OPINION: Ann Arbor is headed in the right direction with its street repair program
Steve Pepple | AnnArbor.com
Regretfully, Mr. Ranzini relies upon tainted data, tired innuendo, and faulty reasoning to paint a grossly inaccurate picture of the facts and motives behind the city’s approach to investing in infrastructure. Governing a city is serious business. It is best served by positive, fact-based contributions from all; unfortunately Mr. Ranzini chooses to generate heat rather than cast light.
Ann Arbor does indeed face challenges with respect to street maintenance. Road revenues have fallen sharply over the years due to the dramatic economic shift in our state and the related decrease in Ann Arbor property values. Meanwhile construction costs have increased significantly. Additionally, as many readers know, Ann Arbor prudently retained millions of dollars in road monies over the past few years in case federal dollars for the Stadium Bridges didn’t come through. They did. Now we will see two years of record-breaking street improvement in Ann Arbor.
Mr. Ranzini suggests that we should have taken on debt to fix our roads, and taken on more debt to fix our bridges. He makes this suggestion without explaining how he would have repaid the bonds. Taking on unnecessary debt would have been deeply irresponsible. If we had followed that advice and borrowed to fix the bridges, we would have left $14 million of resources on the table. Would we be better off paying $14 million plus interest over the next few years to fix the bridges? Or will we be better off using the competitive federal grants that we won to fix the bridges, and using our future tax receipts to fix the roads? The answer is obvious.
Mr. Ranzini’s tired attacks on (and silly nicknames for) the Municipal Center and the Library Lot are also misguided. Each of these projects will be paid for from revenue streams or cost savings generated by those investments. Neither investment has an adverse impact on the General Fund or our ability to deliver safety services and street maintenance.
Additionally, Mr. Ranzini’s characterization of these projects as “boondoggles” is false. Ask the police who are out of their over-crowded, decrepit basement stationhouse, that was intended to be temporary when set up in the 1960s, whether the Municipal Center is a boondoggle. Ask the District Court that lost its space at the county building and now has a home from which it can operate in a professional, secure manner, and from which it can realize efficiencies from its proximity to the police. Most of all, look forward to 2038 when the Municipal Center is paid off and the city will be able to enjoy decades of rent-free savings thanks to our investment. Boondoggle? For whom? No, this was wise investment.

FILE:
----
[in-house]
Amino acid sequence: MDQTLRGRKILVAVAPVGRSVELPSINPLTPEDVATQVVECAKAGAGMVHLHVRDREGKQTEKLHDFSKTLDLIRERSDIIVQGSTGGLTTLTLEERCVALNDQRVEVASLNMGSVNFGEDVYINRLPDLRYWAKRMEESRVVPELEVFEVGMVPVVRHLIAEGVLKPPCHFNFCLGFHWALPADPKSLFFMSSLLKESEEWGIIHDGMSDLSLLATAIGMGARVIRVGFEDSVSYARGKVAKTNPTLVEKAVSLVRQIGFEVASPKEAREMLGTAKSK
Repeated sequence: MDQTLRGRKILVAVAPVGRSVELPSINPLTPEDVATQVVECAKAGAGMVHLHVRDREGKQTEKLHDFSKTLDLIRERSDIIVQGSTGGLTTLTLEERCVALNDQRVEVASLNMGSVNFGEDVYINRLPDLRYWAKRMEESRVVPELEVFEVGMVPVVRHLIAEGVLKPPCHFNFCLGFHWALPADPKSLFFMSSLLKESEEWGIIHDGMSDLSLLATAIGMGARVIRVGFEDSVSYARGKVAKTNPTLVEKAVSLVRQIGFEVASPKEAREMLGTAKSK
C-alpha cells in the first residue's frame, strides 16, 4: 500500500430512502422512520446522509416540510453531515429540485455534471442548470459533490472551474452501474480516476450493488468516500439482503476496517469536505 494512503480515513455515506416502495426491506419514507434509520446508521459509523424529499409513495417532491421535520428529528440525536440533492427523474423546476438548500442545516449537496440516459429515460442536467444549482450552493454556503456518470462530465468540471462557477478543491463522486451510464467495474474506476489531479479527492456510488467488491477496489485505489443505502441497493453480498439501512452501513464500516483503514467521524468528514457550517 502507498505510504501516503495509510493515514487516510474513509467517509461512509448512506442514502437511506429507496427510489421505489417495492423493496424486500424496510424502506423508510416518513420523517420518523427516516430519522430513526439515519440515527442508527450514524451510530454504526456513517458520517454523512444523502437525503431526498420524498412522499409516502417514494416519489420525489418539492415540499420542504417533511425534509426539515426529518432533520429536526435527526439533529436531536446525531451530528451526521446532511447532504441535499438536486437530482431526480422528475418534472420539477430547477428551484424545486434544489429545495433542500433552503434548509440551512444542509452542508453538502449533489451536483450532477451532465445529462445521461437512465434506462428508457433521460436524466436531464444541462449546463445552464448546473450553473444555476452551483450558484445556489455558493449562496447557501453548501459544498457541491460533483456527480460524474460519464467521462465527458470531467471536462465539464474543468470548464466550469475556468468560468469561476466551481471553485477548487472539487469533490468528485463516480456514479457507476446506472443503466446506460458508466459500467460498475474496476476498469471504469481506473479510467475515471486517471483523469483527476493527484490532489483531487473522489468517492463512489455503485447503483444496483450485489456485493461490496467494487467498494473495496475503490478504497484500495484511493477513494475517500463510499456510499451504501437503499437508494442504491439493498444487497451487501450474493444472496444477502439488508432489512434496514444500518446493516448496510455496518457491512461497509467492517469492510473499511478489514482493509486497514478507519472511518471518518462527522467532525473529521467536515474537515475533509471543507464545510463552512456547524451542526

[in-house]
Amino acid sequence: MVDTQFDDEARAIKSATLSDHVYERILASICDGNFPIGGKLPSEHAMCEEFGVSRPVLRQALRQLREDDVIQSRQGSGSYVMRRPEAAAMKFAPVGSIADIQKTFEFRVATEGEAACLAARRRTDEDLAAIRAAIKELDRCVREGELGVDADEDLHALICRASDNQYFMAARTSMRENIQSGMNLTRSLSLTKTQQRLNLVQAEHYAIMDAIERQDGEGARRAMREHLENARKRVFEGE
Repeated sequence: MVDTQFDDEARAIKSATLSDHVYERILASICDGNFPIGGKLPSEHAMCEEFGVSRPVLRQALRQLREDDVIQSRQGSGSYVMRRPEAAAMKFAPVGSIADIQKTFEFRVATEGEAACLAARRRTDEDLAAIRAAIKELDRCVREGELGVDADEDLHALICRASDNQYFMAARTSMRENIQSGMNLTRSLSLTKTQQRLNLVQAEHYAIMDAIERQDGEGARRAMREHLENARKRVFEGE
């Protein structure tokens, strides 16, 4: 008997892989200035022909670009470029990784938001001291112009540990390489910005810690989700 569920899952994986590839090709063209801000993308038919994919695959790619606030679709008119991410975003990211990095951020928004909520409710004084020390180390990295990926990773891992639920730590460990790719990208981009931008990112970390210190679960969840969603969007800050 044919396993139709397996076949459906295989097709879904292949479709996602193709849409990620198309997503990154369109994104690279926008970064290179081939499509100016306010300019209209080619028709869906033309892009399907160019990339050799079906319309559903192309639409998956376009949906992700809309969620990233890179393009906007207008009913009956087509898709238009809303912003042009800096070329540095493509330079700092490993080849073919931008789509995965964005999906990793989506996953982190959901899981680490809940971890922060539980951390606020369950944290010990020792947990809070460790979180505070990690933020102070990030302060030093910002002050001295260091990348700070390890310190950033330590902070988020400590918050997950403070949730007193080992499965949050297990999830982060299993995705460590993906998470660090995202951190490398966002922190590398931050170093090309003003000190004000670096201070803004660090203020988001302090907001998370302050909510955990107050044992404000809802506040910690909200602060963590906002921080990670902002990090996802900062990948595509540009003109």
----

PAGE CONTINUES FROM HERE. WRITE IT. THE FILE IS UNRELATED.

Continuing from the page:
With regard to the Library Lot, ask the merchants clamoring for additional parking whether the 600 new spaces are a luxury. Ask the businesses who want to relocate in our award-winning downtown and create jobs, but cannot due to insufficient parking. Luxury? For whom? No, this was a wise investment.
Mr. Ranzini then appears to be frustrated by the potential of bike lanes being added to Jackson Road. He pretends that Ann Arbor bases its transportation planning on a vision of a “car-less, pedestrian, and bicycle ruling elite city.” This is pure demagoguery. Not one person on staff or council believes that non-motorized transportation will supplant the automobile in Ann Arbor or anywhere else. Investing in an underground parking structure is a funny way to advance this elitist bicycling Nirvana.
The move to transition Jackson Road from four lanes to three was generated by professionals in the interest of vehicular efficiency and safety. The city and MDOT employ traffic engineers with decades of training and expertise. Traffic design is not something that a bank president (or City Council member) can simply intuit. You wouldn’t build a home without consulting a professional - why would you ignore expertise when building a road?
MDOT and Ann Arbor’s traffic professionals are uniform in their assessment that the transition on Jackson Road from four lanes to three will improve traffic flow and substantially increase safety. The engineers know about rush hour, garbage pickup, bus stops, and left hand turns. They have modeled these factors thoroughly, and validated their assessments with direct experience from successful road dieting on Packard, Platt, and Stadium. We used to suffer from 25 accidents a year on Platt; now we average less than 10. It would be irresponsible not to take advantage of advances in traffic safety.
We have a lot to talk about in Ann Arbor. We have serious decisions to make. We can only find the best solutions together if the public debate rests on accurate facts and clear thinking. Mr. Ranzini’s recent effort offers neither of these.
Carsten Hohnke is an Ann Arbor City Council member representing the 5th Ward.